Tuesday, February 13, 2007


Walt Disney

"Animation is different from other parts. Its language is the language of caricature. Our most difficult job was to develop the cartoon's unnatural but seemingly natural anatomy for humans and animals."

A caricature is a drawing that is based on observation of something's specific distinct features. A caricature artist has to have a good eye for what makes something or someone look different than others of its kind. What makes this man unique from all other men?
What makes a rabbit unique from a skunk?
These caricatures are by Marlo Meekins. She really has a gift for this ability.
When you caricature, you have to abandon your preconceived notions of how things look. You have to be let your model show you what a nose looks like, or whether the space between the eyes is close or far.

A caricaturist should really be wary of developing a style.
Or worse, to steal a famous caricaturist's style. How many Al Hirschfeld and Mort Drucker clones have you seen? Are any of them as good as the originals?

When you try to emulate a famous caricaturist's "style" you are undermining the usefulness of doing a caricature. Now you have to filter what your subject looks like through "Gee, now how would Al interpret this person?" So you are not really getting the most of what you can from the subject. The subject is the style.

Of course there are tons of bad caricaturists-you see them at the theme parks usually. They draw everyone to look the same and just change the hair. These aren't really caricatures.

Caricature is really important in animation because animation tends so much to reuse designs from the past and the whole assembly line process of animation allows a succession of artists to retrace the first artist in line's initial pose or expression. And each time it gets traced it gets toned down a bit until the actual drawing that appears on the screen doesn't reflect the animator's idea. How many animators have complained about getting a bad assistant who tones down her or his work? I even hate tracing my own rough drawings because I myself tone down my first sketch.


An underture is the opposite of a caricature.

It takes out specific features. An underture is a drawing that says nothing about the character it portrays. It is the absence of opinion or definition.

Undertures are less interesting than real life.

Here are some famous undertures from animation:

These are considered subtle and "realistic", when actually they are neither. Real people have distinguishing features and subtleties. Nobody looks like this. It's neither cartoon, nor real. It's just nothing. It's no ideas, an excuse for not having to create anything.

Now, I'm ready for the few of you who will rush to justify characters like this. There'll be some reason like, "Well, John those are the HEROIC characters! They have to be subtle and bland and have no distinguishing features."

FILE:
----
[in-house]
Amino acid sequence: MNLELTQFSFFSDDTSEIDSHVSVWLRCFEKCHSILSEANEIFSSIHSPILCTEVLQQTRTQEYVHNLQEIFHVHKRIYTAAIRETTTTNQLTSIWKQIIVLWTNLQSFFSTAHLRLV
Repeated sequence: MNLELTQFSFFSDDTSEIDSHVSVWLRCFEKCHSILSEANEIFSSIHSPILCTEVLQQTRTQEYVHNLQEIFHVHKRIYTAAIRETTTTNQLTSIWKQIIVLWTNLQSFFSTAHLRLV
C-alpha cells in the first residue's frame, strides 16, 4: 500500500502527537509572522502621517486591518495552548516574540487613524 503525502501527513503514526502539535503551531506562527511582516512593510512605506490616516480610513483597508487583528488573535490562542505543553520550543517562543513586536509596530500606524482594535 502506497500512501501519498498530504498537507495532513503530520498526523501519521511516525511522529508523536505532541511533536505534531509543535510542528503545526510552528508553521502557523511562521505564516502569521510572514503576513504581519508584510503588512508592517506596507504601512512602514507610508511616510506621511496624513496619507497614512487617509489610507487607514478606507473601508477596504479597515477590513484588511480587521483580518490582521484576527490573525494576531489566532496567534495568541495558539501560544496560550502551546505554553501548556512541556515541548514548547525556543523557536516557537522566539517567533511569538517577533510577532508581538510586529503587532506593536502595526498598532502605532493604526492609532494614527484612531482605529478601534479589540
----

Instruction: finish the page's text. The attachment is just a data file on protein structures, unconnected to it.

Milt Kahl would disagree with you. He hated animating the Prince and any kind of "realistic" characters. He wanted to go back to fun stuff like Br'er Fox and I agree with him.

Now, here are some real life heroic characters from the movies.None of these characters (well maybe the last one) are bland-either in look, or in personality.

Do they have distinguishing features? Would you rather watch a movie with stars that you can't recognize because they have no faces?

Even heroic or "handsome" characters can have distinguishing features:

Here's an underture of the most beloved leading man in the movies. It's less specific than the actual man himself in real life.
The same thing applies to female characters. Here are some undertures.
Here's Mary Blair's version of Alice. It's still bland, but a lot more interesting graphically than what they settled for in the movie.
Sleeping Beauty is very well drawn, but has no distinguishing features. The angles give her some graphic interest, but as a character she is not remotely interesting. Every girl you know in real life is more interesting than this.
Maleficent has some mildly specific features, at least compared to the average animated humans. She has a pointy chin and a hooked nose and big heavy lidded eyes.

Here's a real life beautiful person.

Our real lives are filled with potential inspiration for our cartoons. We don't have to have bland characters if we choose not to. I mean, why are we cartoonists in the first place? To tone down real life?

Even general types can be caricatured.

Here's what babies look like:

Here's an "animation baby".
It's as if the artist had never seen a real baby. He just copied some other animator's baby who copied a previous one who copied a previous one.....

I used to caricature babies all the time because they are so funny looking. I wish I had some to post. Maybe Eddie can find a couple for me.

Here are some Undertures to collect and trade: